A European Court has decided insurance companies can no longer use what sex you are to decide how much you pay for your premium.
The court in Luxembourg has ruled it is illegal to charge you more just because you're male.
So, now there will be "one rule for all" rule.
It means young men's policies could go down around 10% while women of a similar age could face up to a 25% increase.
Charlotte Griffiths is 22 years old. She's been driving for four years and hasn't had to make a claim yet.
She said: "I pay around £700 on insurance for my Vauxhall Corsa.
"I think men definitely aren't careful drivers so men should pay more than women because women take more care."
Statistics tell insurance companies young men are more likely to speed, more likely to be involved in a drink-driving accident and more likely to claim on their policy than women.
That's how they explain the higher charges.
"From my experience men are faster drivers, they're boy racers. They drive like they're playing a computer game," said Charlotte.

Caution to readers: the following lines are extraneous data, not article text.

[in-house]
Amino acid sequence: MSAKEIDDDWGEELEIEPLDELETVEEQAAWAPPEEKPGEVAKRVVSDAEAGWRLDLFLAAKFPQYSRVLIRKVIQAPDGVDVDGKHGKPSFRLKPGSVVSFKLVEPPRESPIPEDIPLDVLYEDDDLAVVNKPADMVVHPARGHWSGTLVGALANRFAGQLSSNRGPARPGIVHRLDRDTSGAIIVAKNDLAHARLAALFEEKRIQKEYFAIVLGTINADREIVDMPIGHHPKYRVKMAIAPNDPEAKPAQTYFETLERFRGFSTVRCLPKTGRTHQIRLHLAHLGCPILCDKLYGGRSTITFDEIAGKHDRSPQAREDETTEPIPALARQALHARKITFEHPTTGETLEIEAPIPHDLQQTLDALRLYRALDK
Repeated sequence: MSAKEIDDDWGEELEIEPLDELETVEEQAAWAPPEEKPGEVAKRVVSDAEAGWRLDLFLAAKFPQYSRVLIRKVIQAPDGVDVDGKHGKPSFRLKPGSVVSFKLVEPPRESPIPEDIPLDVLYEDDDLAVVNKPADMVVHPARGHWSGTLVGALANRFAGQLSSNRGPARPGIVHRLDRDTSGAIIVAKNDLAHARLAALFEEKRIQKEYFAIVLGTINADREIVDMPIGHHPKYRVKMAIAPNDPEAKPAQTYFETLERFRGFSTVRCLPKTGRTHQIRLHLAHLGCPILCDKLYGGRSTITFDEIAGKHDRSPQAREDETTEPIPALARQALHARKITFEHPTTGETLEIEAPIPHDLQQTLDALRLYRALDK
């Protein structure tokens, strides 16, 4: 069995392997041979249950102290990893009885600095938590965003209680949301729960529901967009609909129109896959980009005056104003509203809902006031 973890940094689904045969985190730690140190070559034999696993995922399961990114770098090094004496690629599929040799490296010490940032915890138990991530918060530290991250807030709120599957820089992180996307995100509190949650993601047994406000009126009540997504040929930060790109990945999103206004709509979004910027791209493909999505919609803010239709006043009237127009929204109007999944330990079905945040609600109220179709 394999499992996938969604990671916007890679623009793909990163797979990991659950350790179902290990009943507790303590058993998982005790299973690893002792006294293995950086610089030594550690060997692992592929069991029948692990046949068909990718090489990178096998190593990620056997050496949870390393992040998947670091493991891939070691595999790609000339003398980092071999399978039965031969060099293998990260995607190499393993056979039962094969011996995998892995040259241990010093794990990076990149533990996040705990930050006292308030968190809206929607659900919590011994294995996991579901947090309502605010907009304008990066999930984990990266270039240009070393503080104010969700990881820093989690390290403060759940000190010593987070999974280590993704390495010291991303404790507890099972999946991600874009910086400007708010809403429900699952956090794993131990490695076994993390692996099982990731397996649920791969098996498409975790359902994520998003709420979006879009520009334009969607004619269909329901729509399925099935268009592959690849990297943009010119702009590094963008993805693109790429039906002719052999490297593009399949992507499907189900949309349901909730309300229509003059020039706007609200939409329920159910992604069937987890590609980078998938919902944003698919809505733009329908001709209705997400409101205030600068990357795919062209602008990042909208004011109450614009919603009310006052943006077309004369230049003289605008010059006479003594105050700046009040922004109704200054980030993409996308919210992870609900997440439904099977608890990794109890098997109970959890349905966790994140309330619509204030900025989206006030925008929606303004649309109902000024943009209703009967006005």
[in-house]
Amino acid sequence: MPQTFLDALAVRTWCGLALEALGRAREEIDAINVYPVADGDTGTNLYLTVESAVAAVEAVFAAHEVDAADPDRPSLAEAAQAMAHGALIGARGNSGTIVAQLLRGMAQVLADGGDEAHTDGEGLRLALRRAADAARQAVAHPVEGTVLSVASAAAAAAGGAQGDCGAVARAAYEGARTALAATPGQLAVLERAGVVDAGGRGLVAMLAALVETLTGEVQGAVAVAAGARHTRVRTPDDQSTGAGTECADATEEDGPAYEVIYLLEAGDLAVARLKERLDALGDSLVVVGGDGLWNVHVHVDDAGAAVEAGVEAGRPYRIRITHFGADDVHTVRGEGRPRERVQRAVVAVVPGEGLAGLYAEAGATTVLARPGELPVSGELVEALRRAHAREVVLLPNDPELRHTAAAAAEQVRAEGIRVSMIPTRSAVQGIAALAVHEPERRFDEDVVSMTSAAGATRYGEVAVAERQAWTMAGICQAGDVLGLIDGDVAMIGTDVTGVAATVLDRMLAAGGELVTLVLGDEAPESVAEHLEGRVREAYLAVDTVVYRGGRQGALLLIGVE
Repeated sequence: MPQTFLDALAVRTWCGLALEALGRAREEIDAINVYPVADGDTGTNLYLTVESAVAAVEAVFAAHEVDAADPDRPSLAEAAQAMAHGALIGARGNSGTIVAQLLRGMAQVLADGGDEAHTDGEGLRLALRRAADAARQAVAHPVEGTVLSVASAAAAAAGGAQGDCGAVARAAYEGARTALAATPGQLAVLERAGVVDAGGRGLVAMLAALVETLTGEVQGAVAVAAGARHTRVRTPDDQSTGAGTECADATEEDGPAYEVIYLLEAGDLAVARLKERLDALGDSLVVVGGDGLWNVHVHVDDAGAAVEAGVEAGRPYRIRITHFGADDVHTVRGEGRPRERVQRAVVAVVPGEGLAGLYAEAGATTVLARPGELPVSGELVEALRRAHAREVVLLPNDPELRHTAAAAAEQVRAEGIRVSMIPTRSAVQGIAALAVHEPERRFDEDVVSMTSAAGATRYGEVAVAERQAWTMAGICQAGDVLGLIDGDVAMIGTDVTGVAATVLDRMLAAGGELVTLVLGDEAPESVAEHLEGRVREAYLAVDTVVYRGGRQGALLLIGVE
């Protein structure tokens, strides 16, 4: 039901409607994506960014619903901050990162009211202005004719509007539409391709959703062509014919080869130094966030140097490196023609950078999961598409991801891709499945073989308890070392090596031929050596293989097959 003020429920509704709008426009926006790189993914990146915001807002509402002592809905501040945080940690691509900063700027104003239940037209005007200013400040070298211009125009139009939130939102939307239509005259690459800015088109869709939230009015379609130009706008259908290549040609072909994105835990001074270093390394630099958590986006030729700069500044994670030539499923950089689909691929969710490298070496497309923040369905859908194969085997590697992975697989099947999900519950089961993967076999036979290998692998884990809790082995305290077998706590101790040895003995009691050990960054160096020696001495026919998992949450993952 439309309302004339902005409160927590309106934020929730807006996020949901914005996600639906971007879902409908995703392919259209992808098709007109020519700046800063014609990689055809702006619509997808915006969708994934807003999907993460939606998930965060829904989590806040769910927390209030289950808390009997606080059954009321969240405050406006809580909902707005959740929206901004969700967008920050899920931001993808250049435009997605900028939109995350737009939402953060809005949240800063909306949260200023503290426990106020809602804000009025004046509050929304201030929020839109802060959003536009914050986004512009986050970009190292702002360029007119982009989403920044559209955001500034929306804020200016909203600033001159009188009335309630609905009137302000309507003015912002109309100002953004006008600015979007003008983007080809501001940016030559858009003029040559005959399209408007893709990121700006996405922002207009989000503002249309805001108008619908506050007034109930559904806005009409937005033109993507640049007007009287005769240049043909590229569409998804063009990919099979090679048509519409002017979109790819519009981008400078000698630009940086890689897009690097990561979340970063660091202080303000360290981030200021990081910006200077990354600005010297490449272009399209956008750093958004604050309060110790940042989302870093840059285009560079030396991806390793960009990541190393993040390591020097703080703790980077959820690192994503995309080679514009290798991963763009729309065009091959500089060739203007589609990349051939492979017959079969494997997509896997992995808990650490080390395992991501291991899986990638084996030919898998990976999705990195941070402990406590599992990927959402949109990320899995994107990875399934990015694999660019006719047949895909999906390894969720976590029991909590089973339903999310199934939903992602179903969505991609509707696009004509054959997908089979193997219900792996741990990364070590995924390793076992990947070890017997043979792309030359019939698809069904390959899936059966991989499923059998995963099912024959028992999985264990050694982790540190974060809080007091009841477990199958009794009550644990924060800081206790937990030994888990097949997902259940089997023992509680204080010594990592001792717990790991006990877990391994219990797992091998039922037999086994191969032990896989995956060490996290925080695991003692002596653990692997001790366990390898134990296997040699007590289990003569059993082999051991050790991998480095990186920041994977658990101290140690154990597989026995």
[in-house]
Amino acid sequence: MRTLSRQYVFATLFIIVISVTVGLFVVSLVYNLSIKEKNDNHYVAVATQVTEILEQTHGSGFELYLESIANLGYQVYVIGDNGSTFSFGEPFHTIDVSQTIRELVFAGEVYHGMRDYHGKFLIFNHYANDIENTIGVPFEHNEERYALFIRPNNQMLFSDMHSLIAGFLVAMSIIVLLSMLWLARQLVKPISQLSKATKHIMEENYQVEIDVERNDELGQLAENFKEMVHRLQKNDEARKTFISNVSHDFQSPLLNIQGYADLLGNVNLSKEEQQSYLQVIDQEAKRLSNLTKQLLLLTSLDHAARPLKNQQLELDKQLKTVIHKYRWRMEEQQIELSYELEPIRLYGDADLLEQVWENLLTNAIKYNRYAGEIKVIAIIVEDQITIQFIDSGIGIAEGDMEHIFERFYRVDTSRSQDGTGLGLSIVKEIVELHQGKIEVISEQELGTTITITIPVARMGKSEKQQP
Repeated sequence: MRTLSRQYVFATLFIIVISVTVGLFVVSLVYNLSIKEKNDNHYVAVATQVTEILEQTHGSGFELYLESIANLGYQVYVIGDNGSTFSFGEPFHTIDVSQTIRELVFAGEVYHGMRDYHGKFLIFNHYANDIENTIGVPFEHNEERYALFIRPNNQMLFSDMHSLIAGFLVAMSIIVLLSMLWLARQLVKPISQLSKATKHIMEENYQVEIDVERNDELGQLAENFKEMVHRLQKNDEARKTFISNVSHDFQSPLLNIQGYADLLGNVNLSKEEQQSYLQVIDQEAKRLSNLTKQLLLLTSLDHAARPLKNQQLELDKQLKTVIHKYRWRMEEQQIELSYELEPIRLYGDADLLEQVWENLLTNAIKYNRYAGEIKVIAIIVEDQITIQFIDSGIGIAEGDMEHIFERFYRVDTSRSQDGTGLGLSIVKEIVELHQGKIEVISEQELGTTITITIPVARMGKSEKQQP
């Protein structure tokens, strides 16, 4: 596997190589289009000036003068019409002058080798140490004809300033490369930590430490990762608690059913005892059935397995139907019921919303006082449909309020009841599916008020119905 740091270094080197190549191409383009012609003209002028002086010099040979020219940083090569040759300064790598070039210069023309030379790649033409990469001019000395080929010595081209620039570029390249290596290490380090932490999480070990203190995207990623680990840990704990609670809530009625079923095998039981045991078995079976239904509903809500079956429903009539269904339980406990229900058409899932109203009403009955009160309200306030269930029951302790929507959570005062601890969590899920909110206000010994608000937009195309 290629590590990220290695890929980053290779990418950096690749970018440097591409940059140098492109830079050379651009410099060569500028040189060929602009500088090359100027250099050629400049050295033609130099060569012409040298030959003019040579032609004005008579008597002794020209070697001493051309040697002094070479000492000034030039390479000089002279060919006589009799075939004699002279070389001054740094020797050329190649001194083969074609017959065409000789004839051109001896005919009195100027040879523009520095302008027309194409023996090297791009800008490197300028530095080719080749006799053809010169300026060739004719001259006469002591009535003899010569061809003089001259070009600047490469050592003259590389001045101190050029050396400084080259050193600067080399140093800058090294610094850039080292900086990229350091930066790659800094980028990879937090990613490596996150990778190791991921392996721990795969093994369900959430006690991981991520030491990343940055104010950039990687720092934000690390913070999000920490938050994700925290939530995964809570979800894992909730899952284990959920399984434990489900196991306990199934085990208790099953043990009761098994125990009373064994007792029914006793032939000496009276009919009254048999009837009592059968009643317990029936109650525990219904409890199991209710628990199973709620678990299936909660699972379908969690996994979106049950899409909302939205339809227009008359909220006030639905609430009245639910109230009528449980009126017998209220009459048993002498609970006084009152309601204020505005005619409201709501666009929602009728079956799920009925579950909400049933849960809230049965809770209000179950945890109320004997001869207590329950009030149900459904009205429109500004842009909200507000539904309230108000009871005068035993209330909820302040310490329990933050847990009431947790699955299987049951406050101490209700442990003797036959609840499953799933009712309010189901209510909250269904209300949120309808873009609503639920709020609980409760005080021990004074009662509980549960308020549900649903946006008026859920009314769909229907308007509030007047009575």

According to the Department of Transport nearly 27,000 accidents were caused by male drivers under the age of 24 in 2009.
That's 10,000 more than women of the same age.
"I think it's unfair because women are more careful drivers so they should pay less," added Charlotte.
"I think it's a bit silly to be nitpicking about everything.
"If they're going to stop gender discrimination then they should stop age discrimination too."
It's already against European law for insurance companies to discriminate on the basis of gender and now the UK is being brought into line.
"I think it's harder for young people when it comes to car insurance anyway. For them to make us pay more now it's going to be even harder," said Charlotte.
Policies for younger drivers went up by 58% last year.
That works out as an average of £1,700 for woman under 22.
For a man of the same age, it's another £1,000 on top of that.
Some insurance companies have now warned all prices may have to go up, while they work out what to do about the new changes.
"Everyone who's buying insurance isn't going to benefit," added Charlotte.
"The only people who will benefit will be the insurance companies and they already make enough money out of us.
"Half of us don't make claims anyway."
The changes are due to come in in December 2012.